Yet there are reasons for hope. Thousands of DC residents are living lives of sustained recovery, treating their disease every day and helping others to get clean and sober. There is a small, but growing, The Recovery Advocacy movement that is bringing recovery out of the shadows and celebrating victory in the War on Drugs, especially during September, National Recovery Month.
The citizens of DC support recovery, if they are given an opportunity. In the 2002 election, a ballot Initiative to mandate treatment instead of jail for non-violent drug offenders got 86,162 votes, more than Mayor Anthony Williams with 79,841 votes. The Initiative was later overturned on procedural grounds (it was found to be a de facto appropriation of funds, a function reserved to the Council), but not before support for recovery was clearly demonstrated.
And there is new hope for the recovery they want in the new and growing understanding of how experience, biochemistry, brain structure, and behavior interact. Alcohol and drugs hijack the biochemical signals that guide behavior, and help tell right from wrong. This means that it is not enough to remove those signals or to “Just Say No”. New behavior, guided by new and more authentic signals, must be introduced and reinforced to make recovery satisfying and long-lasting. Much of this research validates the folkways of the 12-Step Movement that found that recovery works best in a community that provides those new signals and multiple reinforcements for them.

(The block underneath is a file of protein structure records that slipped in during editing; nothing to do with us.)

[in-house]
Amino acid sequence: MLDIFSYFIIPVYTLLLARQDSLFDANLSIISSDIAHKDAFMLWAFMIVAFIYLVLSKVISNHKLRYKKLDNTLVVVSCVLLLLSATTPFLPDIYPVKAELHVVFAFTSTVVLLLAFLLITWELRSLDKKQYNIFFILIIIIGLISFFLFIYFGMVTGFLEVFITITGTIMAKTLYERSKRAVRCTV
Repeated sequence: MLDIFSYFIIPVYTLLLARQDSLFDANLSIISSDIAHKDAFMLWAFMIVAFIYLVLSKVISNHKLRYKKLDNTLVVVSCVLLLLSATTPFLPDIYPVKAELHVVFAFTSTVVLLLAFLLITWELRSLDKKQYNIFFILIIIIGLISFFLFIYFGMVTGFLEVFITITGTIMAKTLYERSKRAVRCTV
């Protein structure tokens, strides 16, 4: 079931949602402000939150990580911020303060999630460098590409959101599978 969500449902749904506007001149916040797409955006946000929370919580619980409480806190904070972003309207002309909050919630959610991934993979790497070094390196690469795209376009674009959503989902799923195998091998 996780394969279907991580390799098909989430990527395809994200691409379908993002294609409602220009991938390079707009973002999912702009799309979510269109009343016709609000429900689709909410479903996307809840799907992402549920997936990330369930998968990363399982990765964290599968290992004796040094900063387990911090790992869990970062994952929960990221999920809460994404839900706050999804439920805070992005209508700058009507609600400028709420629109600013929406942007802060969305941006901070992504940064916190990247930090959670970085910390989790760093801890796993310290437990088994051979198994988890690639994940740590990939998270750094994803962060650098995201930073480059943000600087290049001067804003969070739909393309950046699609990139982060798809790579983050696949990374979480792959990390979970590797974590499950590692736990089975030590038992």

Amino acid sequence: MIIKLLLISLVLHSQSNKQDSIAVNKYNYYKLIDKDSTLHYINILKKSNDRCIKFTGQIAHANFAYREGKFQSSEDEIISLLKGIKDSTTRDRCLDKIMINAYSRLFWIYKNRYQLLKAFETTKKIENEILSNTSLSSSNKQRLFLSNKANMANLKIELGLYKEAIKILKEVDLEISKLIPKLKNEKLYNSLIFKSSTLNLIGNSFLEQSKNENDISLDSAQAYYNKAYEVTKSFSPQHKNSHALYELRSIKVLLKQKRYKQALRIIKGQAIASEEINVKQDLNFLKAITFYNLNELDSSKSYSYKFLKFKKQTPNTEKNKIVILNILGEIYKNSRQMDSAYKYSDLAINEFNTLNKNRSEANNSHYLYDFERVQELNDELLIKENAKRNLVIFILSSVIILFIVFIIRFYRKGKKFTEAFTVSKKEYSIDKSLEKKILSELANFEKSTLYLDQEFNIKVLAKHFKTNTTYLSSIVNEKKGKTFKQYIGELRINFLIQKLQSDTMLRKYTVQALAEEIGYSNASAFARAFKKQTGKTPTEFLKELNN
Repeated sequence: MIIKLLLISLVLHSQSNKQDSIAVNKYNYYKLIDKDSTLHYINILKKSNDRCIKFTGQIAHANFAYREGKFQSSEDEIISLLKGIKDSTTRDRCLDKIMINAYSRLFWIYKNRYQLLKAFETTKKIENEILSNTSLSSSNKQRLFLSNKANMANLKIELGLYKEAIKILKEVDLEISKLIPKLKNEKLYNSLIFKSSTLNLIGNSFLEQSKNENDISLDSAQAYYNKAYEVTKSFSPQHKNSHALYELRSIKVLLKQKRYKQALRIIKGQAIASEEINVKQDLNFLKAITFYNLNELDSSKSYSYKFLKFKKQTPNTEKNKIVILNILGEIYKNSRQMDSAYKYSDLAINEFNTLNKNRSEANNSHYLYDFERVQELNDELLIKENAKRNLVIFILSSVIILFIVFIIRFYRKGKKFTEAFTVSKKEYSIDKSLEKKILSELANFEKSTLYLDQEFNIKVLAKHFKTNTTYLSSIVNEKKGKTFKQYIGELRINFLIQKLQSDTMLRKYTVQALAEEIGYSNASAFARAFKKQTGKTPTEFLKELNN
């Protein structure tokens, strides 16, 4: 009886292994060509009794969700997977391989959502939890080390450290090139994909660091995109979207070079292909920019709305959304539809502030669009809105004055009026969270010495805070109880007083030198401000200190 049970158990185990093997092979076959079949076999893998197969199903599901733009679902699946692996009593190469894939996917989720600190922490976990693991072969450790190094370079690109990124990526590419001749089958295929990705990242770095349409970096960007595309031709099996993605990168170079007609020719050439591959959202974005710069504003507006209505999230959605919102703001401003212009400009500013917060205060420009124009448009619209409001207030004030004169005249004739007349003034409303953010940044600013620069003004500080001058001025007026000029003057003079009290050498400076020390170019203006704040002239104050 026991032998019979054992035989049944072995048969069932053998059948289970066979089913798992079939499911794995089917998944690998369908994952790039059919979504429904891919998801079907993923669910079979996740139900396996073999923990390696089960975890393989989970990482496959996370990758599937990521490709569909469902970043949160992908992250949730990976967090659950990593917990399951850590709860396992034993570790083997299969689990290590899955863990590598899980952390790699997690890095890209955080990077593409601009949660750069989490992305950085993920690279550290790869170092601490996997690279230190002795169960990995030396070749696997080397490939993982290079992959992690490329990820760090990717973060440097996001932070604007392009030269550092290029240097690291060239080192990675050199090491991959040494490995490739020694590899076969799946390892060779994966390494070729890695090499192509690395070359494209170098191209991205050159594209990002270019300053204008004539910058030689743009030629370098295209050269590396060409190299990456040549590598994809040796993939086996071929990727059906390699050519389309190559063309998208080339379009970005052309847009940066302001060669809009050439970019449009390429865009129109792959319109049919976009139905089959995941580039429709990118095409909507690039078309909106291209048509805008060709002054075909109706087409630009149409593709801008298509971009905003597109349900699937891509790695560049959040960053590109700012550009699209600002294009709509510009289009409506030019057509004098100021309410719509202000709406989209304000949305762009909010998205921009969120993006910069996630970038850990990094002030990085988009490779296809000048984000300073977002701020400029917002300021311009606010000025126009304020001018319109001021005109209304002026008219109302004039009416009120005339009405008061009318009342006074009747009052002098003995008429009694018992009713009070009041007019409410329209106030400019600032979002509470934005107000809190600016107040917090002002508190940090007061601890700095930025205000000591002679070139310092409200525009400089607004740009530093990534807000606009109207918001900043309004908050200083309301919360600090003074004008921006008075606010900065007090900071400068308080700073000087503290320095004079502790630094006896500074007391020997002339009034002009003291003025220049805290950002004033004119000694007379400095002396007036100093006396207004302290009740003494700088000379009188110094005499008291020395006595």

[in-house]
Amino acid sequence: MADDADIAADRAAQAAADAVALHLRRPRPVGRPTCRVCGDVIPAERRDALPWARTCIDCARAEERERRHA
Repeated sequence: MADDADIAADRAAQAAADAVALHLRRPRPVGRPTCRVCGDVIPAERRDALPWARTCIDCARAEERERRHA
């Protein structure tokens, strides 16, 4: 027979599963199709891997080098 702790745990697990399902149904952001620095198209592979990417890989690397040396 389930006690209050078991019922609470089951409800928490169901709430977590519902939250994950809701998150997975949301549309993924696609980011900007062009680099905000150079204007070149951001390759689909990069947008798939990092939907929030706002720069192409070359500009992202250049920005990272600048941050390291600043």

This new research and new practical approaches based on it promise to narrow the treatment gap and to increase recovery rates. For instance, Screening and Brief Intervention with Referral to Treatment (SBIRT), similar to that now commonly practiced for smoking, high blood pressure, and other chronic diseases, can catch AODD early, while it is easier (and cheaper) to treat.
AODD and its treatment have many of the characteristics of a “public good” (like education, environmental quality, and national defense) that is not effectively or efficiently provided by markets. So many people who had no part in the decision to use or not use drugs are affected by AODD, that its prevention and treatment will always be a matter of public concern, and government intervention.
The Obama Administration has recently declared an end to the War on Drugs , while increasing its commitment to prevention, treatment, and sustained recovery. This is expected to be expressed in increased financial and technical support for recovery, as opposed to just opposing drug use.